Think Outside the Box

For years, I have told people that I’m introverted, that I struggle with vulnerability and emotional connection. I’ve been rather open about my doubts and my depression. And while every bit of this is true, I wonder sometimes if I’ve done more harm than good by broadcasting these “facts” about myself.

My goal all along has been honesty. Especially when I was working as a full-time preacher, I wanted people to understand that I’m a real person with real struggles. As someone who struggles with vulnerability, I was trying to be vulnerable. In the pulpit. In articles and blogs. In daily discourse. As a result, people who know me know that I’m introverted and sometimes emotionally constipated. They know that I’ve battled depression off and on over the years. They know that I’ve had a few crises of faith that have nearly crippled me. And there’s comfort in knowing that people know who I am. I don’t have to pretend, and that’s freeing.


Again, I sometimes wonder if I’ve done more harm than good because I think what has sometimes happened is that people have put me in a box. They’ve attached a label to me and made certain assumptions based on that label that are not necessarily true. Instead of getting to know me better (because of my honesty and vulnerability), they have contented themselves with these labels and stopped short of really getting to know the total me.

And I think we all do this with each other in a variety of ways. What do I mean?

When I tell someone that I’m introverted, they may assume that I don’t like people, or that I don’t like going to parties or events where there are a lot of people. They may assume I’m some socially-awkward hermit that would really prefer to stay home. They hear “introverted” and think “homebody” and “loner.” While there are times when I would prefer to be alone, and while large crowds can overwhelm and drain me, I do not want to avoid people all the time. The fact is, I love people and crave friendship and family as much as the next person. I need social connections and can absolutely enjoy events and gatherings such as church, potlucks, parties, etc.

When I tell someone that I struggle with emotional connection, they may assume that I don’t have feelings or empathy or passion. But let me tell you something, I feel deeply and am probably more emotional than a lot of people you know. I’m not good at saying goodbye to people I care about because I lose it almost every single time. I was watching a TV show last night and teared up half a dozen times. I may not express my feelings to others with passion, and I may not always be convincing when I say “I love you” or “You’re important to me,” but that doesn’t mean I’m not sincere.

And yes, I’ve battled depression and doubt from time to time, but I can assure you I’m a mostly positive person with deep faith in God and Christ. I’m not wishy-washy. I’m not wearing a fake smile to hide a world of hurt and emotional trauma. Maybe sometimes. But usually, I’m a joyful, faith-full person.

I think we’re all guilty of this. I know I am. We hear something about someone and proceed to box them in.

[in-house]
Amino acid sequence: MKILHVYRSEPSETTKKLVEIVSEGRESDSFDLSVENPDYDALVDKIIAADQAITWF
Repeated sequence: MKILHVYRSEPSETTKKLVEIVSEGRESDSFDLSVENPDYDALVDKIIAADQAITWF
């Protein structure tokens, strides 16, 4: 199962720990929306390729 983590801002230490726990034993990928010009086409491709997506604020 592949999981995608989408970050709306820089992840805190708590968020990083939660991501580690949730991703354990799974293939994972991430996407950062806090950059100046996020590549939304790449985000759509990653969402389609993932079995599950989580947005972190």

“So and so’s a Democrat, so they must hate guns and babies and America.”

“So and so’s a Republican, so they must hate gay people and poor people.”

“So and so goes to a different church than I do or believes differently than I do, so they must have zero respect for the Bible.”

We pigeon-hole people with mental issues, faith issues, moral issues, drug issues, alcohol issues, and tattoos. We put people in boxes like this all the time and make all kinds of unfair assumptions. Why? Because we want things to be black and white. We want things to make sense.

I’m gonna let you in on a little secret…

Things are rarely so black and white.

Each one of us is unimaginably unique. You can take twenty introverted people, and no two of them will be exactly the same. Some will have higher tolerances. They will all have different triggers. There will be a wide range to their introvertedness. This is just one example.

I have to admit that it’s frustrating when someone assumes that I don’t have feelings just because I struggle with emotional connection, or that I don’t like people or want friends just because I tend to be more introverted. I don’t like it when people can’t see past a label, as legit as that label might be, because there is so much more depth to me than that.

Aren’t you the same? Don’t you want people to take the time to get to know you?

It’s amazing that God knows who I am (better than I know myself), and still loves me deeply. So much so that He sent Jesus to die for me…so that He can spend eternity with me. Me! Wow. I’m worth loving because God made me and loves me. And so are you. And if God can know all of our dirty secrets and hidden struggles and still want a relationship with us, then I think we, as His children, should have the same mindset with each other.

I’ve not always understood this. In fact, I’ve been extremely guilty of boxing people in, making assumptions, and stopping short of really getting to know people. I’m trying to be different. I think it’s a worthwhile journey for all of us.


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